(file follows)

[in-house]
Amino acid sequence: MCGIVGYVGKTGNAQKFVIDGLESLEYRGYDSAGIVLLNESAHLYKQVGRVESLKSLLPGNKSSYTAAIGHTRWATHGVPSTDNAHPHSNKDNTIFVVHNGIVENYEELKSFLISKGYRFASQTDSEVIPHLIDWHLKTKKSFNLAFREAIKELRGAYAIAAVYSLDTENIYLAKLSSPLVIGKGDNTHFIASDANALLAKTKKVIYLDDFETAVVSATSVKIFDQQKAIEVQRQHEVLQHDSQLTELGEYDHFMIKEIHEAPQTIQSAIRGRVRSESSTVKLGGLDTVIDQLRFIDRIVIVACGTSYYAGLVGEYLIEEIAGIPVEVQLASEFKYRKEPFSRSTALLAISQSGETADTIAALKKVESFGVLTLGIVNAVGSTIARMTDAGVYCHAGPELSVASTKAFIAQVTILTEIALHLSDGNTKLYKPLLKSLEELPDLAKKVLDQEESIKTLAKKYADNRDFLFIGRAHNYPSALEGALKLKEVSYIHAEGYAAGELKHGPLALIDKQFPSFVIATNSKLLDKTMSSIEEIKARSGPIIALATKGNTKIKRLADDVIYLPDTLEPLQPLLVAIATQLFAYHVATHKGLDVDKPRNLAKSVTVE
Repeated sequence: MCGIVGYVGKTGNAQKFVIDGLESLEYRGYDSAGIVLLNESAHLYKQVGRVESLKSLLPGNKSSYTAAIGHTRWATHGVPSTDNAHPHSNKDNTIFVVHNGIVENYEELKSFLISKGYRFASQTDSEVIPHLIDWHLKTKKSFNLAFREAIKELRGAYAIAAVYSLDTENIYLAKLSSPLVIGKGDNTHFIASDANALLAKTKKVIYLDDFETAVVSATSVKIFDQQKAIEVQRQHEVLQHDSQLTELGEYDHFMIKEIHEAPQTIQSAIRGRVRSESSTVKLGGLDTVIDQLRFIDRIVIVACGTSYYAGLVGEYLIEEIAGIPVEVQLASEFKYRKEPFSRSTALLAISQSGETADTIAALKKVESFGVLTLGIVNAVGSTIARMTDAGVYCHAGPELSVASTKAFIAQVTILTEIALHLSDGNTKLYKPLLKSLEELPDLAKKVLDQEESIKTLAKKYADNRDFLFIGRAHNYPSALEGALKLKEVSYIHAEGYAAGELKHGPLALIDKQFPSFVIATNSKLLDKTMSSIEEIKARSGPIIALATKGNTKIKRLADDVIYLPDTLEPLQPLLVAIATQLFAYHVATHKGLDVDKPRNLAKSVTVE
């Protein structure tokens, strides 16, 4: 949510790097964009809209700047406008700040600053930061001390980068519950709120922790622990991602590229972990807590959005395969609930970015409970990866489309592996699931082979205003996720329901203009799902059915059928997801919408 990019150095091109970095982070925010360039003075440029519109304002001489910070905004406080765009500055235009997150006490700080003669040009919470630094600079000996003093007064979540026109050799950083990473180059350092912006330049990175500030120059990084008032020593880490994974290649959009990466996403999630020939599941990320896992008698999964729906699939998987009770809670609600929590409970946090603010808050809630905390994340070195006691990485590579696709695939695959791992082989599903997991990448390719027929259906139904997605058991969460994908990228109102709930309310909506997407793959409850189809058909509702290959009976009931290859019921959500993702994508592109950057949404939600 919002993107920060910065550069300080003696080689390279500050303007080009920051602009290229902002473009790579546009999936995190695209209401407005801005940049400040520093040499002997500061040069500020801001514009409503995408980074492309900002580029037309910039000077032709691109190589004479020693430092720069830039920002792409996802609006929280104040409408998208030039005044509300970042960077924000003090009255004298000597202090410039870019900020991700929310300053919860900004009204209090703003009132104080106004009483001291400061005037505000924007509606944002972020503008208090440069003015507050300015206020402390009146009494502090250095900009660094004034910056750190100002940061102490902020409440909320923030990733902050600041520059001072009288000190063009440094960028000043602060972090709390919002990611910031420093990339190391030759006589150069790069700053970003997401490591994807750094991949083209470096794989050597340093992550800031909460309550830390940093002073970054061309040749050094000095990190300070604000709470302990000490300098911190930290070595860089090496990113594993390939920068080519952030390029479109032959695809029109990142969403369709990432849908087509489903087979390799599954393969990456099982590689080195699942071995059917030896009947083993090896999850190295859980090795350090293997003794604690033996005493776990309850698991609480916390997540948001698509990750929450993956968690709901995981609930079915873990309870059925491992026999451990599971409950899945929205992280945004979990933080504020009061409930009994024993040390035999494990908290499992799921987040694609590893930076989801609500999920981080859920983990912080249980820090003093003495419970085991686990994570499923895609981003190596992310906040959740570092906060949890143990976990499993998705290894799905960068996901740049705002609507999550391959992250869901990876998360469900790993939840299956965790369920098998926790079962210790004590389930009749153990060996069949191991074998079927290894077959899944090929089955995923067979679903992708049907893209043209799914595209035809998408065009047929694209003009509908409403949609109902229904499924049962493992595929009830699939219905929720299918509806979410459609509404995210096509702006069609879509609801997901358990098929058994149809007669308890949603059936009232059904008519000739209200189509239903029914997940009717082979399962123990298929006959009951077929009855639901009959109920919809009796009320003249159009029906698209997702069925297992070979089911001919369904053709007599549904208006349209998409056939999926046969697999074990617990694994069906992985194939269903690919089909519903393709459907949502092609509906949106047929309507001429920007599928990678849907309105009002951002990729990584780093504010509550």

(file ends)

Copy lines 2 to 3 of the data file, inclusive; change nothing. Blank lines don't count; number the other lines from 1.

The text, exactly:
Amino acid sequence: MCGIVGYVGKTGNAQKFVIDGLESLEYRGYDSAGIVLLNESAHLYKQVGRVESLKSLLPGNKSSYTAAIGHTRWATHGVPSTDNAHPHSNKDNTIFVVHNGIVENYEELKSFLISKGYRFASQTDSEVIPHLIDWHLKTKKSFNLAFREAIKELRGAYAIAAVYSLDTENIYLAKLSSPLVIGKGDNTHFIASDANALLAKTKKVIYLDDFETAVVSATSVKIFDQQKAIEVQRQHEVLQHDSQLTELGEYDHFMIKEIHEAPQTIQSAIRGRVRSESSTVKLGGLDTVIDQLRFIDRIVIVACGTSYYAGLVGEYLIEEIAGIPVEVQLASEFKYRKEPFSRSTALLAISQSGETADTIAALKKVESFGVLTLGIVNAVGSTIARMTDAGVYCHAGPELSVASTKAFIAQVTILTEIALHLSDGNTKLYKPLLKSLEELPDLAKKVLDQEESIKTLAKKYADNRDFLFIGRAHNYPSALEGALKLKEVSYIHAEGYAAGELKHGPLALIDKQFPSFVIATNSKLLDKTMSSIEEIKARSGPIIALATKGNTKIKRLADDVIYLPDTLEPLQPLLVAIATQLFAYHVATHKGLDVDKPRNLAKSVTVE
Repeated sequence: MCGIVGYVGKTGNAQKFVIDGLESLEYRGYDSAGIVLLNESAHLYKQVGRVESLKSLLPGNKSSYTAAIGHTRWATHGVPSTDNAHPHSNKDNTIFVVHNGIVENYEELKSFLISKGYRFASQTDSEVIPHLIDWHLKTKKSFNLAFREAIKELRGAYAIAAVYSLDTENIYLAKLSSPLVIGKGDNTHFIASDANALLAKTKKVIYLDDFETAVVSATSVKIFDQQKAIEVQRQHEVLQHDSQLTELGEYDHFMIKEIHEAPQTIQSAIRGRVRSESSTVKLGGLDTVIDQLRFIDRIVIVACGTSYYAGLVGEYLIEEIAGIPVEVQLASEFKYRKEPFSRSTALLAISQSGETADTIAALKKVESFGVLTLGIVNAVGSTIARMTDAGVYCHAGPELSVASTKAFIAQVTILTEIALHLSDGNTKLYKPLLKSLEELPDLAKKVLDQEESIKTLAKKYADNRDFLFIGRAHNYPSALEGALKLKEVSYIHAEGYAAGELKHGPLALIDKQFPSFVIATNSKLLDKTMSSIEEIKARSGPIIALATKGNTKIKRLADDVIYLPDTLEPLQPLLVAIATQLFAYHVATHKGLDVDKPRNLAKSVTVE